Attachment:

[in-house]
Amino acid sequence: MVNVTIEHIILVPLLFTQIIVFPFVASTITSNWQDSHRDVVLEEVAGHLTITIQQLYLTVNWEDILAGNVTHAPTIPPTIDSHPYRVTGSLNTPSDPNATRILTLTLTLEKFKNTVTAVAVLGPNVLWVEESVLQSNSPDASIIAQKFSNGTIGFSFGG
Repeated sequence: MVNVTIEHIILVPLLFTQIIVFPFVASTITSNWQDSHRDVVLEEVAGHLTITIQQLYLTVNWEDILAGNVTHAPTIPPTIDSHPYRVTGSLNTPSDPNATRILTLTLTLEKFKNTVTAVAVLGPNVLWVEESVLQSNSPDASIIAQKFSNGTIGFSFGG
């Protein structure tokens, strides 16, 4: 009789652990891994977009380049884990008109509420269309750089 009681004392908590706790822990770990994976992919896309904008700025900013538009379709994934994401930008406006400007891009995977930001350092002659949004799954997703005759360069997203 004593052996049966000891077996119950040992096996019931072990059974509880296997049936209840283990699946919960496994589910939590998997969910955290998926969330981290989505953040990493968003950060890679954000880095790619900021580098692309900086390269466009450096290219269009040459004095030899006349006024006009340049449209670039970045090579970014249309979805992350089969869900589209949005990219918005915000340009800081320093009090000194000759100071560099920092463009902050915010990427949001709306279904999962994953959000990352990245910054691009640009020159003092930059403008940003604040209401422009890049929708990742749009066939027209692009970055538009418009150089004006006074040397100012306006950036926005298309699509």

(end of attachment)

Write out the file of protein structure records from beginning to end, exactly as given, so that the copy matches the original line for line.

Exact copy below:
[in-house]
Amino acid sequence: MVNVTIEHIILVPLLFTQIIVFPFVASTITSNWQDSHRDVVLEEVAGHLTITIQQLYLTVNWEDILAGNVTHAPTIPPTIDSHPYRVTGSLNTPSDPNATRILTLTLTLEKFKNTVTAVAVLGPNVLWVEESVLQSNSPDASIIAQKFSNGTIGFSFGG
Repeated sequence: MVNVTIEHIILVPLLFTQIIVFPFVASTITSNWQDSHRDVVLEEVAGHLTITIQQLYLTVNWEDILAGNVTHAPTIPPTIDSHPYRVTGSLNTPSDPNATRILTLTLTLEKFKNTVTAVAVLGPNVLWVEESVLQSNSPDASIIAQKFSNGTIGFSFGG
């Protein structure tokens, strides 16, 4: 009789652990891994977009380049884990008109509420269309750089 009681004392908590706790822990770990994976992919896309904008700025900013538009379709994934994401930008406006400007891009995977930001350092002659949004799954997703005759360069997203 004593052996049966000891077996119950040992096996019931072990059974509880296997049936209840283990699946919960496994589910939590998997969910955290998926969330981290989505953040990493968003950060890679954000880095790619900021580098692309900086390269466009450096290219269009040459004095030899006349006024006009340049449209670039970045090579970014249309979805992350089969869900589209949005990219918005915000340009800081320093009090000194000759100071560099920092463009902050915010990427949001709306279904999962994953959000990352990245910054691009640009020159003092930059403008940003604040209401422009890049929708990742749009066939027209692009970055538009418009150089004006006074040397100012306006950036926005298309699509």